A few thoughts on the NYPD "anti-speeding initiative" the department conducted last weekend, when police issued 736 citations to drivers across the five boroughs.
First, it's a good sign that NYPD seems to be responding to public pressure to tame speeding drivers, and that the department sees PR value in highlighting this enforcement effort. These speeding tickets may represent a significant uptick in enforcement on local streets, but since NYPD hasn't revealed much about where the ticketing happened, it's difficult to say with certainty.
It is not known if police concentrated on pulling over drivers on limited-access highways or on surface streets, where speeding puts pedestrians and cyclists at risk. Of the 71,305 motorists cited for speeding in 2012, 52,186 of them were ticketed by the NYPD Highway Patrol unit, according to data scraped from NYPD moving violations reports. Local precincts ticketed just 19,119 drivers for speeding through neighborhoods last year.
Inspector Michael J. Hurley of Patrol Borough Manhattan North acknowledged last April that speeding enforcement is "usually done on the highways, mainly done by the highway district." It is possible that local precincts participated in last weekend's initiative, or it could be that the Highway Patrol stationed officers on neighborhood streets. We have a message in with NYPD concerning where the summonses were issued.
But let's say every one of those 736 tickets was written for speeding on local streets. Based on the 19,119 speeding citations issued by precincts in 2012, 736 tickets in three days (assuming the initiative lasted all day Friday, Saturday, and Sunday) would be over four times the "normal" rate. That's a big increase, but since NYPD does not measure traffic law compliance, it's impossible to know how many motorists are cited for speeding versus the total number of motorists who speed.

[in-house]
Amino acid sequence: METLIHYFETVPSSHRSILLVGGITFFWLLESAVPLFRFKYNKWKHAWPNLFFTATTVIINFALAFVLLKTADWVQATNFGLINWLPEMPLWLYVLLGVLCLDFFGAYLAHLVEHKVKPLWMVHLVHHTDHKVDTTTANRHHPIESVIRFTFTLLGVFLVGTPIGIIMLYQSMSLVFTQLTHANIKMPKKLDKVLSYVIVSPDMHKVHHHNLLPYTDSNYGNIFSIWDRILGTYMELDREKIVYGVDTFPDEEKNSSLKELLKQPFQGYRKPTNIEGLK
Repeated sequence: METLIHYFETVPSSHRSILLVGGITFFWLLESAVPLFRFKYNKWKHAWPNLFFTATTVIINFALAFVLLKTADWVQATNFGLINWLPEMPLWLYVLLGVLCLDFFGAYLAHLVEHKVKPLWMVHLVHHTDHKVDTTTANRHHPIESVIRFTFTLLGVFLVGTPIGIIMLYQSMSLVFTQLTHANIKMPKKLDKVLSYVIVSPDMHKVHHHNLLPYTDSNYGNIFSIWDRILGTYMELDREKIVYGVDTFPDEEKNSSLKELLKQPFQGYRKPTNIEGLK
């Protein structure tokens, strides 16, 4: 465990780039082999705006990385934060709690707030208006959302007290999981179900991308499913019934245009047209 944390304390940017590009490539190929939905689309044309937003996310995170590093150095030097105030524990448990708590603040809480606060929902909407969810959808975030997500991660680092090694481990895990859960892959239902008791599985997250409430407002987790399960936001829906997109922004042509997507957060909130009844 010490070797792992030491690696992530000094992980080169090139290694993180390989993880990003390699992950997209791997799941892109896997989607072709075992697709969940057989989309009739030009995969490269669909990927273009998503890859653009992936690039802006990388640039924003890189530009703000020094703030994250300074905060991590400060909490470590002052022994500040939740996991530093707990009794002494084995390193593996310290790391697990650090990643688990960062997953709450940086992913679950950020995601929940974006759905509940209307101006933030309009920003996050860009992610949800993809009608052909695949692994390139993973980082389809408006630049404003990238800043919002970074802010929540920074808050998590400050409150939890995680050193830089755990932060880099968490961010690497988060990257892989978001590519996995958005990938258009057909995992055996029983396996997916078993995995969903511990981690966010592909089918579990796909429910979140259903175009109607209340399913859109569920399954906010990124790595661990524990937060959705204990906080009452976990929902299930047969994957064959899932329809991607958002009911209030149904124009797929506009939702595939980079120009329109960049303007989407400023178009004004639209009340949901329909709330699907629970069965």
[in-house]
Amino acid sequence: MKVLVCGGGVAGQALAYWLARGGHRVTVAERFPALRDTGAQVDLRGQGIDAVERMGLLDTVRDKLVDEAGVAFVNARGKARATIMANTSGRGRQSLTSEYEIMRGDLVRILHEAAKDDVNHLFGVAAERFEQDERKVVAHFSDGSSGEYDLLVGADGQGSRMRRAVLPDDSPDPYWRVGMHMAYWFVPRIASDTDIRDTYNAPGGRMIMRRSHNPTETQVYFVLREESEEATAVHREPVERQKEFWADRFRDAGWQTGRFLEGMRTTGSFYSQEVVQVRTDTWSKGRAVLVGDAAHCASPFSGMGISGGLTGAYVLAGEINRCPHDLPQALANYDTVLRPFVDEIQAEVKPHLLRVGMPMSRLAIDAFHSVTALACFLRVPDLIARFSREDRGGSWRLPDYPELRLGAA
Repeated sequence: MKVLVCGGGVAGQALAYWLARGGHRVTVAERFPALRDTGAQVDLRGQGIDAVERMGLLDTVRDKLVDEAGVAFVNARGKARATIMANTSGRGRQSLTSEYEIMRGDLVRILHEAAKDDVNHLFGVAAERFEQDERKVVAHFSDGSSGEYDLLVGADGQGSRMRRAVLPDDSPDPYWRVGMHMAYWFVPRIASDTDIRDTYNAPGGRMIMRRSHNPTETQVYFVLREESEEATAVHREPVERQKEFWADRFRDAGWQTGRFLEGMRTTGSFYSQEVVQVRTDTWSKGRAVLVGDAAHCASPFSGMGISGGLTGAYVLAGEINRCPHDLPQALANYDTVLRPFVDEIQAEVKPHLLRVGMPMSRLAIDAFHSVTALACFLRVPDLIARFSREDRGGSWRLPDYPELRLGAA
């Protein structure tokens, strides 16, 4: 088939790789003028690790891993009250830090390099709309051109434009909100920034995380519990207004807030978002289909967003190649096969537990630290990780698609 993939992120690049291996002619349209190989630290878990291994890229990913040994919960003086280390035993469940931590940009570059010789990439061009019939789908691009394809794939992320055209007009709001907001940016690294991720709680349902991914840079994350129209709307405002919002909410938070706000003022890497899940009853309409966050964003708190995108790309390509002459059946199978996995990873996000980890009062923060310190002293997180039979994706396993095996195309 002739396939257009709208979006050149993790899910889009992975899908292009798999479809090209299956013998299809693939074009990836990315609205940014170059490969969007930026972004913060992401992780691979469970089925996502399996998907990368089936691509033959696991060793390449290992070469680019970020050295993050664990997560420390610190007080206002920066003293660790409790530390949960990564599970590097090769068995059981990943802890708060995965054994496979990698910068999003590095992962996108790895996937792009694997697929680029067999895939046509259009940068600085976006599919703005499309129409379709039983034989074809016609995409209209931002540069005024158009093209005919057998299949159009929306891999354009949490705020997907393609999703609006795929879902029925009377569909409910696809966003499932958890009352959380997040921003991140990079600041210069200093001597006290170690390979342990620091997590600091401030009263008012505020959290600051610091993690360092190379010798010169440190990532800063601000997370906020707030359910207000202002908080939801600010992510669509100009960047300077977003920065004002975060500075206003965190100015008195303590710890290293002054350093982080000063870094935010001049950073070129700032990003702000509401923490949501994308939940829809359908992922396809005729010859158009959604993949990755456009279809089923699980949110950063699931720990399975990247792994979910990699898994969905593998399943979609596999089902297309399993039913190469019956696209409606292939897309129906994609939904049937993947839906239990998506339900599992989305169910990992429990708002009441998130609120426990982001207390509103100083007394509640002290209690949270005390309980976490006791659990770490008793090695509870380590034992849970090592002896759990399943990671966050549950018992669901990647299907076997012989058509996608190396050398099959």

"Transportation Alternatives applauds the NYPD’s groundbreaking speeding enforcement initiative," said TA, in a statement issued today. "We call on the next mayor to appoint a police commissioner who will use data-driven enforcement across the five boroughs to target most dangerous traffic infractions -- speeding and failure to yield to pedestrians."
A citywide survey by TA from 2009 found 39 percent of all drivers on surface streets exceeding the speed limit. A 2012 TA report determined that speeding kills more New Yorkers than drunk driving and distracted driving combined. The NYPD press release says "speeding remains the leading contributor of collisions citywide."
We know that speeding is the leading cause of traffic deaths in NYC, and traffic crashes consistently rank as the number one injury-related killer of children in the city. While a citywide ticketing sweep is welcome news, aggressively targeting drivers who engage in behavior that injures and kills thousands of New Yorkers a year should be all in a day's work, every day, for NYPD.